January 31, 2013

Local & State Dispatches

From staff and news services

WASHINGTON, D.C.

Senate committee puts off vote on judicial candidate

A Senate committee postponed its vote Thursday on a federal judicial candidate from Maine whose nomination has been pending for more than a year.

William Kayatta, a partner at the Pierce Atwood law firm in Portland, was one of three nominees to be considered by the Senate Judiciary Committee. But Republican committee members requested a one-week delay on all three, and a vote is now expected Feb. 7.

President Obama first nominated Kayatta for the 1st Circuit Court of Appeals in Boston on Jan. 23, 2012. The Judiciary Committee endorsed the Cape Elizabeth resident three months later, sending his name to the Senate for consideration. But Kayatta and several dozen other judicial nominees fell victim to election-year politics and Republicans blocked action.

The 1st Circuit, one step below the U.S. Supreme Court, hears appeals from Maine, Massachusetts, New Hampshire, Puerto Rico and Rhode Island. Kayatta would replace Judge Kermit Lipez of Maine.

Carl Tobias, a professor at the University of Richmond School of Law who tracks judicial nominations, said he expects Kayatta to be easily approved by the committee when the nomination finally gets brought up.

AUGUSTA

Measures to protect privacy outlined at news conference

A package of bills to protect Mainers' privacy in the telecommunications boom is being outlined in the State House.

The American Civil Liberties Union of Maine and lawmakers told a news conference Thursday that with Internet use almost unavoidable, people's personal information is more vulnerable than ever to ending up in the wrong hands.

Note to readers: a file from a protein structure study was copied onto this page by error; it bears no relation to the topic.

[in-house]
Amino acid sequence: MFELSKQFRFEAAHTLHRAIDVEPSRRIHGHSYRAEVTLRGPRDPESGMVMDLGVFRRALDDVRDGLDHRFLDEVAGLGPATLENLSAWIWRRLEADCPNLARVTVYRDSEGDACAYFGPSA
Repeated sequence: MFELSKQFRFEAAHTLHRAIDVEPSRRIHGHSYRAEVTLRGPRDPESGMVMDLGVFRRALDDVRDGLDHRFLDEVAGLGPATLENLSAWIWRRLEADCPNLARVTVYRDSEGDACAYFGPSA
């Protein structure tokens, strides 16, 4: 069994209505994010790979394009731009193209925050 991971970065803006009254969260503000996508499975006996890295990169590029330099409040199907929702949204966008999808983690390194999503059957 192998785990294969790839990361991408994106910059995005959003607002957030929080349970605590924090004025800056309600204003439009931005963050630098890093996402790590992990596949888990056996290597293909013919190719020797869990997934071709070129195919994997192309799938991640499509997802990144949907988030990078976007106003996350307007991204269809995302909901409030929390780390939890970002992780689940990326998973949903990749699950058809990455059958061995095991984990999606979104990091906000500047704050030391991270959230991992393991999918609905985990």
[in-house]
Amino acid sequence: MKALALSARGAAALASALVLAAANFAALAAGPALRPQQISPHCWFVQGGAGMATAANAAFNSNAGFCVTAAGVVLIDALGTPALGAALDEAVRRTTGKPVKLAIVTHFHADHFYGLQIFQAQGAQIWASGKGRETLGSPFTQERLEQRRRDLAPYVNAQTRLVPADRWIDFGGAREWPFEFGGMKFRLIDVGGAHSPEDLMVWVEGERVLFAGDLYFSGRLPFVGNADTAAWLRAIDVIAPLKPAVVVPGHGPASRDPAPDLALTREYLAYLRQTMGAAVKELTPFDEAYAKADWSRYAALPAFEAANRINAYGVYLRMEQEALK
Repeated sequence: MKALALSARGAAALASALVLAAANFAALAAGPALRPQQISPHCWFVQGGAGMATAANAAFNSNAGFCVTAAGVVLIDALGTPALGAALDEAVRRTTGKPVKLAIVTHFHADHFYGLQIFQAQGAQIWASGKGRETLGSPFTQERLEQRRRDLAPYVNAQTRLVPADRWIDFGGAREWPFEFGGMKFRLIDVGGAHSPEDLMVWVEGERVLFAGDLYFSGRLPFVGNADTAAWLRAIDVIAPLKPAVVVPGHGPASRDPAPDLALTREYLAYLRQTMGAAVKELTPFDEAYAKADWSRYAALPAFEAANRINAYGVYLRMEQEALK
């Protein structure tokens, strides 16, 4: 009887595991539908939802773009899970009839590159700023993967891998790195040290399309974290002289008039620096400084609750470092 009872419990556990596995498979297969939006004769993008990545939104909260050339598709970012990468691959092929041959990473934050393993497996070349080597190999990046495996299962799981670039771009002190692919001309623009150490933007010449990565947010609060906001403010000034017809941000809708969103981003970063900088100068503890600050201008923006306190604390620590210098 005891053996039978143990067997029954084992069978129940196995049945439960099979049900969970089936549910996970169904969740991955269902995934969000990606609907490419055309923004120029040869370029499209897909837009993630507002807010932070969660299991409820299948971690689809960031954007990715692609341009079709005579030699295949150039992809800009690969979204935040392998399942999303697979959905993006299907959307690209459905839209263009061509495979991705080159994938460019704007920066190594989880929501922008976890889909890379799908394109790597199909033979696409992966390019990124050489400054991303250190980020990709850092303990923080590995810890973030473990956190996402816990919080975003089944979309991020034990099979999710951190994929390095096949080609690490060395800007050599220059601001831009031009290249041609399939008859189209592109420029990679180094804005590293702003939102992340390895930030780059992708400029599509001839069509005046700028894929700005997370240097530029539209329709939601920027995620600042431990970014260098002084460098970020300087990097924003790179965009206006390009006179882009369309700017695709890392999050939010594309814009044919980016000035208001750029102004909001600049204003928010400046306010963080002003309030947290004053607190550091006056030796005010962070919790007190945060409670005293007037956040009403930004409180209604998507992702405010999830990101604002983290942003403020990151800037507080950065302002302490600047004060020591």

A bipartisan group of lawmakers is presenting several bills aimed at protecting that private information.

• Two of the bills require warrants before police can engage in cellphone tracking or before obtaining text messaging content.

• Another bill would require law enforcement to get a warrant before using domestic drones to spy on people.

• A bill would bar schools and employers from accessing passwords to private accounts of students or employees.

 

State launches effort aimed at preparing kids for school

The state is launching an effort to help children from birth to age 5 get ready for school, Education Commissioner Steve Bowen said Thursday.

The interagency "early learning" team is a joint effort by the Department of Education and the Department of Health and Human Services, Bowen said.

The new State Agency Interdepartmental Early Learning Team will "provide a strong governance structure" between the departments and coordinate management of the many early-learning programs in both.

Bowen said the group is an outgrowth of Maine failing to make the cut in 2011 for federal Race to the Top grant funds intended to jump-start early childhood programs. At the time, Maine officials vowed to move ahead with the effort. More information is online at www.maine.gov/doe/recovery/saielworkplan.html.

 

Winslow man arraigned for Waterville shooting

A Winslow man charged with fatally shooting a man outside a Waterville bar has pleaded not guilty.

Matthew Partridge was ordered held on $700,000 bail after his arraignment Wednesday in Kennebec County Superior Court on a murder charge.

Prosecutors say Partridge, 30, shot Justin Smith, 26, of China in the face with a handgun after an altercation Dec. 4 between two groups of men that started in the pub and spilled outside.

Partridge's attorney says the shooting was a case of self-defense after Smith punched her client in the face.

Partridge faces a maximum sentence of life in prison.

BANGOR

Former club treasurer indicted on theft charges

A former treasurer of the Bangor-Breakfast Kiwanis Club and Greater Bangor 4th of July Corp. has been charged with stealing more than $100,000 from the organizations.

Bruce Fowle was indicted Wednesday by a Penobscot County grand jury on theft charges.

Authorities say Fowle, 62, had been stealing from the organizations for several years, although an investigation began in August only when members of the organizations realized money was missing. No arraignment date has been scheduled.

The president of the Greater Bangor 4th of July Corp., which raised money for the city fireworks display, told WABI-TV he was "greatly saddened" by the indictment.

Fowle is no longer involved with either organization. Prosecutors say none of the money has been returned.

 

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